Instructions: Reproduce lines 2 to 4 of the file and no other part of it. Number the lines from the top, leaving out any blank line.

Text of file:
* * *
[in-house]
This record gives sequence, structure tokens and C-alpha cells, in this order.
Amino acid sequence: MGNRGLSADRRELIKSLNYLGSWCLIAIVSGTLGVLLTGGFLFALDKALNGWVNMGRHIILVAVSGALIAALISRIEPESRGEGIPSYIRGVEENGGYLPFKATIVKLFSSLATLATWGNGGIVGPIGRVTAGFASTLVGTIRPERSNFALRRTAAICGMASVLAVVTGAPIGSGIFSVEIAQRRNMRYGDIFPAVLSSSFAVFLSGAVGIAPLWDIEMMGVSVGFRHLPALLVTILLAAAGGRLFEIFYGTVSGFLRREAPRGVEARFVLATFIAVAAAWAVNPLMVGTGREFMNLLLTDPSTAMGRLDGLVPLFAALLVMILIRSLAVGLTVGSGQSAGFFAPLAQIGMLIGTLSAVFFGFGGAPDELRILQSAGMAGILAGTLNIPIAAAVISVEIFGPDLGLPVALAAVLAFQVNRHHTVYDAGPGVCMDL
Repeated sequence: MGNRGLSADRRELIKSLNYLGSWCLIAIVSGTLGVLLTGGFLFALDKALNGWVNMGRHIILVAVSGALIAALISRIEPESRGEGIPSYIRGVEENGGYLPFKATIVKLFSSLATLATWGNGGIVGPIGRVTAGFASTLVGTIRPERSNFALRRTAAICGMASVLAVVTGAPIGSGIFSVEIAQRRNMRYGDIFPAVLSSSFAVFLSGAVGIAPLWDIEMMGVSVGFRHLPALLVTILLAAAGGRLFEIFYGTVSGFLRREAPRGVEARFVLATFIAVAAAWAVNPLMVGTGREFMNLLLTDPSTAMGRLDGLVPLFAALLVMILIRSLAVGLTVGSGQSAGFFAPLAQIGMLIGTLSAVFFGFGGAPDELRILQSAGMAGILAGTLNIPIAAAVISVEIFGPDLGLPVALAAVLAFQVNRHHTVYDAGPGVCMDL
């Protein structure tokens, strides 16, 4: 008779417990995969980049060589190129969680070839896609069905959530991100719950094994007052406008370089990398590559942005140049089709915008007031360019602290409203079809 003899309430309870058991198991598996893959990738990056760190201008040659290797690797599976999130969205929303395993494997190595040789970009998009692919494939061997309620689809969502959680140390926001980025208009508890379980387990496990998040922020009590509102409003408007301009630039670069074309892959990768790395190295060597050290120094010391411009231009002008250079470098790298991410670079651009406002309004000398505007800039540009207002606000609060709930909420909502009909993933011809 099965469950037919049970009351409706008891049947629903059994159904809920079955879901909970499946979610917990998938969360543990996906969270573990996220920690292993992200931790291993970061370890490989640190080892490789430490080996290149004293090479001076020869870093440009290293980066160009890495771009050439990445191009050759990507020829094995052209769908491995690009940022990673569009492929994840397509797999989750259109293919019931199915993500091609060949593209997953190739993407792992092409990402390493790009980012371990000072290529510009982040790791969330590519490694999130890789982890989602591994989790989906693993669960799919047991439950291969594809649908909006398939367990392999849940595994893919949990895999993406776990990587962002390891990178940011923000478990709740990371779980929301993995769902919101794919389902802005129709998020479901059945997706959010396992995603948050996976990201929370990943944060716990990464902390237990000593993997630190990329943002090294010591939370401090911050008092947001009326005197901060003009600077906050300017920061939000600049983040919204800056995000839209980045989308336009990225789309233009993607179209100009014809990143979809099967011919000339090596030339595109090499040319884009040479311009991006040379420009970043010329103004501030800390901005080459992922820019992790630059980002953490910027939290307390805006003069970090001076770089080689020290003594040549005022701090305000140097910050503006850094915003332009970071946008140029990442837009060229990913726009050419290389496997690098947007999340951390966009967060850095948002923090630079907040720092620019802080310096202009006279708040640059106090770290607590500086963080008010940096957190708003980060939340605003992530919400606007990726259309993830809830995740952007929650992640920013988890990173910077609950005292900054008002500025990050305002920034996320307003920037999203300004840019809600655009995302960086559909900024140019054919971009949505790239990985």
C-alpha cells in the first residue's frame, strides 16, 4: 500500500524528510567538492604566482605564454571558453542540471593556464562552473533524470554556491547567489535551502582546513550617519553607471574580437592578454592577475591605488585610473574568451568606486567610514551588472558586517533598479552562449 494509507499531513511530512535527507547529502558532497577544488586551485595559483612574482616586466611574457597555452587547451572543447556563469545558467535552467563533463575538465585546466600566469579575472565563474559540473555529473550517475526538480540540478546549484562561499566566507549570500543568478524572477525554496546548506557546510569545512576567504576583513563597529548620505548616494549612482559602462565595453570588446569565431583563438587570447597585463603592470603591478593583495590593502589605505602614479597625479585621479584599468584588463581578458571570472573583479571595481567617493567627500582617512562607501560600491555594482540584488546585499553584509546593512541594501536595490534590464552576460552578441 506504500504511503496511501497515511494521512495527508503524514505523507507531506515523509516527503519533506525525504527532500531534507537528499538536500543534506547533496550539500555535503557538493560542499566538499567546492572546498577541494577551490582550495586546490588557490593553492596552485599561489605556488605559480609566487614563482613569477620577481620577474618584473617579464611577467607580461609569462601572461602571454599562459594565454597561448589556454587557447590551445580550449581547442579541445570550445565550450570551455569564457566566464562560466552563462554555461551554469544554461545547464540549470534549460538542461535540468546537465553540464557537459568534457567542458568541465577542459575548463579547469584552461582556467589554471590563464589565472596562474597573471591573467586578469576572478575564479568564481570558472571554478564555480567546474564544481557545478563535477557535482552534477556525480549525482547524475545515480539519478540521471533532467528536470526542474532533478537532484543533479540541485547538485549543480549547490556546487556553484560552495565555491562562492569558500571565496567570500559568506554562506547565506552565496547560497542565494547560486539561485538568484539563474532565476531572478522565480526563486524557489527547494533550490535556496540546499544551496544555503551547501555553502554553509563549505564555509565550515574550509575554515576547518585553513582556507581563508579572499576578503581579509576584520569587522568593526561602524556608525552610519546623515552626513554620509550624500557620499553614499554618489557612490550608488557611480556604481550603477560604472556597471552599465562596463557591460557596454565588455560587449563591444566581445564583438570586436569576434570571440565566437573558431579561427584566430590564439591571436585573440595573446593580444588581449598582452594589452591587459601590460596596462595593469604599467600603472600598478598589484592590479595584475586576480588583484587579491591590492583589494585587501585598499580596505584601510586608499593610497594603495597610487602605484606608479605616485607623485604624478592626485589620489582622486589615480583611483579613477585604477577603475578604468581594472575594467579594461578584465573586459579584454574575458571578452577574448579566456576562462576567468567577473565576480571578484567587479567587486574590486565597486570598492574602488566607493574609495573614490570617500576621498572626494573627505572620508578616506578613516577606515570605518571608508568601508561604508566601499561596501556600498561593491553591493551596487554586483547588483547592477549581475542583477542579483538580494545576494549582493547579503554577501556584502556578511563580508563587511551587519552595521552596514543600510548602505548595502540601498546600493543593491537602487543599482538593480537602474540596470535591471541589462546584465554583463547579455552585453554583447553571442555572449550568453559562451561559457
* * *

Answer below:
This record gives sequence, structure tokens and C-alpha cells, in this order.
Amino acid sequence: MGNRGLSADRRELIKSLNYLGSWCLIAIVSGTLGVLLTGGFLFALDKALNGWVNMGRHIILVAVSGALIAALISRIEPESRGEGIPSYIRGVEENGGYLPFKATIVKLFSSLATLATWGNGGIVGPIGRVTAGFASTLVGTIRPERSNFALRRTAAICGMASVLAVVTGAPIGSGIFSVEIAQRRNMRYGDIFPAVLSSSFAVFLSGAVGIAPLWDIEMMGVSVGFRHLPALLVTILLAAAGGRLFEIFYGTVSGFLRREAPRGVEARFVLATFIAVAAAWAVNPLMVGTGREFMNLLLTDPSTAMGRLDGLVPLFAALLVMILIRSLAVGLTVGSGQSAGFFAPLAQIGMLIGTLSAVFFGFGGAPDELRILQSAGMAGILAGTLNIPIAAAVISVEIFGPDLGLPVALAAVLAFQVNRHHTVYDAGPGVCMDL
Repeated sequence: MGNRGLSADRRELIKSLNYLGSWCLIAIVSGTLGVLLTGGFLFALDKALNGWVNMGRHIILVAVSGALIAALISRIEPESRGEGIPSYIRGVEENGGYLPFKATIVKLFSSLATLATWGNGGIVGPIGRVTAGFASTLVGTIRPERSNFALRRTAAICGMASVLAVVTGAPIGSGIFSVEIAQRRNMRYGDIFPAVLSSSFAVFLSGAVGIAPLWDIEMMGVSVGFRHLPALLVTILLAAAGGRLFEIFYGTVSGFLRREAPRGVEARFVLATFIAVAAAWAVNPLMVGTGREFMNLLLTDPSTAMGRLDGLVPLFAALLVMILIRSLAVGLTVGSGQSAGFFAPLAQIGMLIGTLSAVFFGFGGAPDELRILQSAGMAGILAGTLNIPIAAAVISVEIFGPDLGLPVALAAVLAFQVNRHHTVYDAGPGVCMDL